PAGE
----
All they need is Kindness
Takeo, Cambodia – 16.10.2013
I’ve been here in Cambodia for nearly 3 weeks. I’ve being living in the village in the field, working in the health centre where all women refer for delivery, pregnancy check up, vaccination, baby check up,…. I share my life with wonderful women and midwife, from Australia, USA, New Zealand, Ireland, Italy and Cambodia. Adorable kind of cambodian mums, are taking care of us: we communicate in many many different languages. We have much fun, we laugh a lot, we support each other in a different way. It’s a lovely community.
In the health centre where I’ve worked, there are 4 midwives. Here the training for midwives last three years. You have to work in the health centre from Monday to Friday and attend classes at school in the weekend. Lesions and books are in english but not all the midwives can speak english.
Since I have been here we did postnatal home visits, prenatal check up at the health centre and saw a couple of births.
When a woman is in labour, she goes to the health centre and spend the all time with her mother and other women of her family. The midwife doesn’t care much about her.. maybe because (I like to think) women are quite well supported by their family.
When the woman is fully dilated and feel the urge to push she’s taken by the midwife to the delivery room.
The delivery room is quite small, and there’s a really old style metallic bed. The midwifery care is quite medicalized: litotomic position, guided pushes, frequent vaginal inspections, and so on …. these are their protocols, they have learnt to assist birth in this way.
Cambodian women are extremely strong. They trust their body immensely, they suffer in silence, the don’t demand any kind of attentions, they have been used not to ask for anything. In labor they withdraw into their selfs, lulled by oxytocin. At birth they don’t seems to be happy when someone put their baby on the chest; probably they have 3 more children to feed or perhaps they know they don’t have to get so attached to this creature because he would not make it (cambodia has the higher rate of infant mortality of south east asia).
I’m wondering: is it right to get here with all our idyllic thought about gentle and loving birth?
I’m a gentle birth activist, I have never thought about a better way to give birth except with love, and I truly still believe in it.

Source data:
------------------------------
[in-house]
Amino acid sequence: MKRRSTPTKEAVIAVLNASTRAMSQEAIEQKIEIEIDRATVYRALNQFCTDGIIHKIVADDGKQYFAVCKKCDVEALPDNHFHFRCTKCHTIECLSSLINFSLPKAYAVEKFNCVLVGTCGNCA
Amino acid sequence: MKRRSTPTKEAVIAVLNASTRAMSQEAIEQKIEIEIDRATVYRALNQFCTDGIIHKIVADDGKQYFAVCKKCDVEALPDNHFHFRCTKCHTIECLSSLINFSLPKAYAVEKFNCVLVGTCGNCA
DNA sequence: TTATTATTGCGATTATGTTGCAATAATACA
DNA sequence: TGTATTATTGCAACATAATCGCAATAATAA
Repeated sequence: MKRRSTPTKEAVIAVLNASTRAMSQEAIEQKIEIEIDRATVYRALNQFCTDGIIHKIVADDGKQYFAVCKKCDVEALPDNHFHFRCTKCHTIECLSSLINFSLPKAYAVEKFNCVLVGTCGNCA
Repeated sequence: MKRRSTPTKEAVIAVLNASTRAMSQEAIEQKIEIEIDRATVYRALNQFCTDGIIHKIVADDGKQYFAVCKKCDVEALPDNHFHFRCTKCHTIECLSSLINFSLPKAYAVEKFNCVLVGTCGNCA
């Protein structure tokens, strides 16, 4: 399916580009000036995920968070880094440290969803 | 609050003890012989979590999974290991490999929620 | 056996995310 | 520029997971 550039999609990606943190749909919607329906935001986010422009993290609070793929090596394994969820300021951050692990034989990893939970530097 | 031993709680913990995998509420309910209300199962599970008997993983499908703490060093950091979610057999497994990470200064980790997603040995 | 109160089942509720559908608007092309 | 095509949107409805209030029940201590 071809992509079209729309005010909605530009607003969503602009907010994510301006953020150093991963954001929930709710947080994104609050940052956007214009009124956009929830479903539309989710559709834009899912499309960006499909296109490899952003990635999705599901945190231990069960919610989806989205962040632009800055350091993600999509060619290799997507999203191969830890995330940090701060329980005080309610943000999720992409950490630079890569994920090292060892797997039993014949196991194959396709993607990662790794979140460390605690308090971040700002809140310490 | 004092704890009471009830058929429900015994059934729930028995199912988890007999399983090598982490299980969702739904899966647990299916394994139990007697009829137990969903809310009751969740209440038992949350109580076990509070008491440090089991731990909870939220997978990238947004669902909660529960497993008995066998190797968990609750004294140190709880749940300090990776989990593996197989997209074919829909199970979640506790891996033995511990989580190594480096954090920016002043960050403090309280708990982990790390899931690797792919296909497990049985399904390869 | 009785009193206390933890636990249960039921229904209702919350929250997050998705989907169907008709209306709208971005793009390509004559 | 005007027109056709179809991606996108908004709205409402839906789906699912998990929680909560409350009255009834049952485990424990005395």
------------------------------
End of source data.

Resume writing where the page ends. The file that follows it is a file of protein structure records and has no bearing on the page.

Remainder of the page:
But how will you feel if a group of baran (western people) would have come telling you – what you are doing is wrong. now we’ll do birth in another way. Our way. –
well.. I would turn up my nose.
On the other hand I also feel so bad when I see a non gentle birth.
SO, HERE IS THE CHALLANGE !!
Cambodian people have been subjected to violence, lack of kindness and awful condition that I can not even image.
All post colonial population have been living under our disrespectful and violent oppression. This type of behaviour has been instilled into their DNA: informations, intentions, memories remains in the society 7 generations. These people had a violent, rough, carless behaviour model and as every children do, they have learned to act like western people used to do. It’s so clear and easy to see this behaviour in childbirth.
Nai, our amazing Cambodian mentor midwife, when she first met Denise love, our wonderful australian mentor midwife, she asks her to teach her how to be gentle and kind to woman.
We have been asked to bring love, kindness, grace, joy and gratitude. To share our wisdom as women and midwives, to be respectful, to open our hearts and to be extremely patient. Perhaps these people are sick of being told what to do, and how to do it.
Are role here is to take care of these women,mothers, midwives, families emotionally and physically, and believe that our kind behaviour pattern will get space in the next generation, knowing that one tiny drop can move a whole ocean.
My pledge is to be there for any woman, no matter what.
I’m here for this mommy with all my heart, body, spirit and mind. I hold her space, I cherish her sometimes. I look at her and she look at me and I try to reassure her and let her know, in some way, that everything is going well, and that she is allowed to do whatever she feels like, and that she’s free, she can express herself in any way or just stay still in her own world. We don’t speak the same language. I observe, I listen, I feel, I’m open to any couscous or unconscious request and I hope and pray she feels welcomed, supported and comfortable in my arms (physical and emotional arms).
And then the baby comes and I observe again, I get lost in his wise eyes. Babies eyes, in the first hours after birth, have mysterious and deep memories, they know from where they came from and what is their mission on this earth. I sniff him, and I get drunk of this new life. I lie him close to mummy knowing that in her heart she’s dying for it, and she’s in love with her baby with all her soul.
..And I feel humble and honoured and I whisper to them: welcome on the Earth.
We need your support, I ask you to send me as much love as you can so then I can share it with these beautiful women.